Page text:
Another striking effect of the flash burn was the autumnal appearance of the bowl formed by the hills on three sides of the explosion point. The ridges are about 1.5 miles from X. Throughout this bowl the foliage turned yellow, although on the far side of the ridges the countryside was quite green. This autumnal appearance of the trees extended to about 8,000 feet from X.
However, shrubs and small plants quite near the center of explosion in Hiroshima, although stripped of leaves, had obviously not been killed. Many were throwing out new buds when observers visited the city.
There are two other remarkable effects of the heat radiated from the bomb explosion. The first of these is the manner in which heat roughened the surface of polished granite, which retained its polish only where it was shielded from the radiated heat travelling in straight lines from the explosion. This roughening by radiated heat caused by the unequal expansion of the constituent crystals of the stone; for granite crystals the melting temperature is about 600 deg centigrade. Therefore the depth of roughening and ultimate flaking of the granite surface indicated the depth to which this temperature occurred and helped to determine the average ground temperatures in the instant following the explosion. This effect was noted for distances about 1 1/2 times as great in Nagasaki as in Hiroshima.
The second remarkable effect was the bubbling of roof tile. The size of the bubbles and their extent was proportional to their nearness to the center of explosion and also depended on how squarely the tile itself was faced toward the explosion. The distance ratio of this effect between Nagasaki and Hiroshima was about the same as for the flaking of polished granite.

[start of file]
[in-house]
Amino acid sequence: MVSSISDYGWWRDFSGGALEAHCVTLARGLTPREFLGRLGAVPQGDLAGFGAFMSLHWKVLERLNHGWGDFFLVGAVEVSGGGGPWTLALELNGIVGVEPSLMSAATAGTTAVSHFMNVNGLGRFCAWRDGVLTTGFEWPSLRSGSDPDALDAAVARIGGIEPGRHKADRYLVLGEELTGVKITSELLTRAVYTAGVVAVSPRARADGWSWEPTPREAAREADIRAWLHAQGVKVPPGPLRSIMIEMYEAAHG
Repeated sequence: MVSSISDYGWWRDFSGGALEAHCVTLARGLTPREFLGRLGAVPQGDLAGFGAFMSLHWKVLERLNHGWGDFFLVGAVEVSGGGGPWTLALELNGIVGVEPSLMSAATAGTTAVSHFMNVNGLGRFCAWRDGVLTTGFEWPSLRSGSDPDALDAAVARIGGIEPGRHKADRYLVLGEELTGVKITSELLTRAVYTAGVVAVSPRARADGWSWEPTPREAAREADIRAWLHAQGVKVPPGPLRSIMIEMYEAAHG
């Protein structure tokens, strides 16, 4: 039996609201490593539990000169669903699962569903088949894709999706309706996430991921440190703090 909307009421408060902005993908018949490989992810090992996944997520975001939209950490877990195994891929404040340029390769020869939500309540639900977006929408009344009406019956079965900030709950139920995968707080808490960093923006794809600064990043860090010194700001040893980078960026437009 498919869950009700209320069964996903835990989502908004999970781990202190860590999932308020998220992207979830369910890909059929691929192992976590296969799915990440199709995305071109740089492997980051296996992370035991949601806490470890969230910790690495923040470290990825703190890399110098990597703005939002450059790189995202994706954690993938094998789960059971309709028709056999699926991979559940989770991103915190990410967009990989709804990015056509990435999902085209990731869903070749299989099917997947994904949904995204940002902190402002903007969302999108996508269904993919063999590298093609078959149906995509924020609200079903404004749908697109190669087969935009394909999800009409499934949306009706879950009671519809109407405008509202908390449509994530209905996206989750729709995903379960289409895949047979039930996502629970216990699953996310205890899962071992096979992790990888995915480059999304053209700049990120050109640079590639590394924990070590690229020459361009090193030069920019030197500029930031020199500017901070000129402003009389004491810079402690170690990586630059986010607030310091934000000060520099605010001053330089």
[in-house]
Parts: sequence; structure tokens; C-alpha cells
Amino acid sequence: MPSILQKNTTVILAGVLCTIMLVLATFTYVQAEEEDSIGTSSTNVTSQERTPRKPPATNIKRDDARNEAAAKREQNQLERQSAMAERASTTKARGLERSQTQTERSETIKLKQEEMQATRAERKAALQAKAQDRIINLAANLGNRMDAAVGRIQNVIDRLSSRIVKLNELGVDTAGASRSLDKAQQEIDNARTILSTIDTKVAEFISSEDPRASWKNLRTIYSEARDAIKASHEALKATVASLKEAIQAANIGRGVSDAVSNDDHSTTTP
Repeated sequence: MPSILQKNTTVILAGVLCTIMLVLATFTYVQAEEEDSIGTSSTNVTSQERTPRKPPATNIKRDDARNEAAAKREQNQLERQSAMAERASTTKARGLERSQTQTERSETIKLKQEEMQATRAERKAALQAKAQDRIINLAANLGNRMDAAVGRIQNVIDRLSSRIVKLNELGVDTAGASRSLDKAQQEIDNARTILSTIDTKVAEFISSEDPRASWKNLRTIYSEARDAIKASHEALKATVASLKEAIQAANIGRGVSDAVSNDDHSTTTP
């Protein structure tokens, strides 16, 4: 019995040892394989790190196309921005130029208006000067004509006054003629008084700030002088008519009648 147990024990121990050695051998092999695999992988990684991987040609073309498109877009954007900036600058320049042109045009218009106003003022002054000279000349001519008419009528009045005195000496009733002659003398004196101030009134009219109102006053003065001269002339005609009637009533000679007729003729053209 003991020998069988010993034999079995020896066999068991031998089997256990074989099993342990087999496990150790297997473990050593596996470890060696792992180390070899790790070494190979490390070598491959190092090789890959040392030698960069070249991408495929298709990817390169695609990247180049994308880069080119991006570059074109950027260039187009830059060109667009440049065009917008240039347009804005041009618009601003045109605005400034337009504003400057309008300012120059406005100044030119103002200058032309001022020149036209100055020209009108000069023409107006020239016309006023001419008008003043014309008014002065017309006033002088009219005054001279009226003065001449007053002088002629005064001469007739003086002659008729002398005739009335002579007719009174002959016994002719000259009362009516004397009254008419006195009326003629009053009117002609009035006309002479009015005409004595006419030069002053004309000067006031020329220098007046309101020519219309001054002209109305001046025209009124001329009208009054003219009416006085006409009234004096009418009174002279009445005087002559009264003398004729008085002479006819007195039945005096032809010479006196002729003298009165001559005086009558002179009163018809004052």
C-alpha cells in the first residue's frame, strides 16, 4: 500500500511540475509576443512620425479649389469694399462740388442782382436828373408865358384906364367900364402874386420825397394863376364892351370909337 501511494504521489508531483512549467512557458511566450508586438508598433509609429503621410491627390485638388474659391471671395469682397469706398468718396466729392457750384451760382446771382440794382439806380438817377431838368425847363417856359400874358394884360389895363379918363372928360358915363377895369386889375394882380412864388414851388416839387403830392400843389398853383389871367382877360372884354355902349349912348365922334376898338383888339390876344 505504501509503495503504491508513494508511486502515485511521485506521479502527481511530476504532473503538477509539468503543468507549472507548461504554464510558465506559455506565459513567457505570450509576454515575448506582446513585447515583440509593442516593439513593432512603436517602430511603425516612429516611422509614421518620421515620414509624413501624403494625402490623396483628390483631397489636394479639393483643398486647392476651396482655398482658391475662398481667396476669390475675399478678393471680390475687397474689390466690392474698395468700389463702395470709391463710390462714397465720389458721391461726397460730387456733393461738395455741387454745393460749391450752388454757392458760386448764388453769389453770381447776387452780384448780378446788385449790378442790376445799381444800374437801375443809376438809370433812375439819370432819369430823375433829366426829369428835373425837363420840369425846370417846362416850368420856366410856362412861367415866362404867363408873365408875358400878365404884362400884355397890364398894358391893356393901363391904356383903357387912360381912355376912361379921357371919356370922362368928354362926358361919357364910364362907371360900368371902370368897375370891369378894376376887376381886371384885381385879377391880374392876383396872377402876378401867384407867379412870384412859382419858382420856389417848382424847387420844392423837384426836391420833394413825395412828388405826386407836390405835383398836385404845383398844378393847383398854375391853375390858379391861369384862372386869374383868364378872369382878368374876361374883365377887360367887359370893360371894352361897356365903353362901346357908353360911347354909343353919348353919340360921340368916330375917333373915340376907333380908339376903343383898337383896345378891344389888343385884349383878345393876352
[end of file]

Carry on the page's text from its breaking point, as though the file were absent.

Various other effects of the radiated heat were noted, including the lightening of asphalt road surfaces in spots which had not been protected from the radiated heat by any object such as that of a person walking along the road. Various other surfaces were discolored in different ways by the radiated heat.
As has already been mentioned the fact that radiant heat traveled only in straight lines from the center of explosion enabled observers to determine the direction toward the center of explosion from a number of different points, by observing the "shadows" which were cast by intervening objects where they shielded the otherwise exposed surface of some object. Thus the center of explosion was located with considerable accuracy. In a number of cases these "shadows" also gave an indication of the height of burst of the bomb and occasionally a distinct penumbra was found which enabled observers to calculate the diameter of the ball of fire at the instant it was exerting the maximum charring or burning effect.
One more interesting feature connected with heat radiation was the charring of fabric to different degrees depending upon the color of the fabric. A number of instances were recorded in which persons wearing clothing of various colors received burns greatly varying in degree, the degree of burn depending upon the color of the fabric over the skin in question. For example a shirt of alternate light and dark gray stripes, each about 1/8 of an inch wide, had the dark stripes completely burned out but the light stripes were undamaged; and a piece of Japanese paper exposed nearly 1 1/2 miles from X had the characters which were written in black ink neatly burned out.